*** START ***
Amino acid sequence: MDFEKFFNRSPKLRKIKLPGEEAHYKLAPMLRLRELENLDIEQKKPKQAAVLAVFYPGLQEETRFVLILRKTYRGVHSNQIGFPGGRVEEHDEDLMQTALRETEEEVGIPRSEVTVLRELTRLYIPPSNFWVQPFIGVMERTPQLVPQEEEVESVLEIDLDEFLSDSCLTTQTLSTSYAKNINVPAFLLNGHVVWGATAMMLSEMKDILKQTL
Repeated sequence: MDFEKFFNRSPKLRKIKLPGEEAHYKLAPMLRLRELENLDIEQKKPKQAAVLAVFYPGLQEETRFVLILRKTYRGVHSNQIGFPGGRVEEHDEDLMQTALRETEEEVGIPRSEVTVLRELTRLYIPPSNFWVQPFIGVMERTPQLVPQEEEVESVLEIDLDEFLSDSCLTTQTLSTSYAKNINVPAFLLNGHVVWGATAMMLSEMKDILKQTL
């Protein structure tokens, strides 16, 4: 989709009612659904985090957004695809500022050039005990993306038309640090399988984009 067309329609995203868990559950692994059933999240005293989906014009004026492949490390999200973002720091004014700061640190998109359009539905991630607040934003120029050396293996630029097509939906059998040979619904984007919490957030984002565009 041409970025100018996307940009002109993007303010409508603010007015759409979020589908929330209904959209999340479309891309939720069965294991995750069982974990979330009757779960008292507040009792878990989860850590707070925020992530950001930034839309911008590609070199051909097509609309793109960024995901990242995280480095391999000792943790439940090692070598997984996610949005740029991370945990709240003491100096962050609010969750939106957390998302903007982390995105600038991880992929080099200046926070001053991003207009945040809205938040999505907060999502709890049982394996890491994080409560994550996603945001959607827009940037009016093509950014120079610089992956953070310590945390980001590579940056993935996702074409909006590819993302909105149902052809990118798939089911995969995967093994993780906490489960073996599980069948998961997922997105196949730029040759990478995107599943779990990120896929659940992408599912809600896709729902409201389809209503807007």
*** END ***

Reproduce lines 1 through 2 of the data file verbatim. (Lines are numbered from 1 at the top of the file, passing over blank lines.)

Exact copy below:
Amino acid sequence: MDFEKFFNRSPKLRKIKLPGEEAHYKLAPMLRLRELENLDIEQKKPKQAAVLAVFYPGLQEETRFVLILRKTYRGVHSNQIGFPGGRVEEHDEDLMQTALRETEEEVGIPRSEVTVLRELTRLYIPPSNFWVQPFIGVMERTPQLVPQEEEVESVLEIDLDEFLSDSCLTTQTLSTSYAKNINVPAFLLNGHVVWGATAMMLSEMKDILKQTL
Repeated sequence: MDFEKFFNRSPKLRKIKLPGEEAHYKLAPMLRLRELENLDIEQKKPKQAAVLAVFYPGLQEETRFVLILRKTYRGVHSNQIGFPGGRVEEHDEDLMQTALRETEEEVGIPRSEVTVLRELTRLYIPPSNFWVQPFIGVMERTPQLVPQEEEVESVLEIDLDEFLSDSCLTTQTLSTSYAKNINVPAFLLNGHVVWGATAMMLSEMKDILKQTL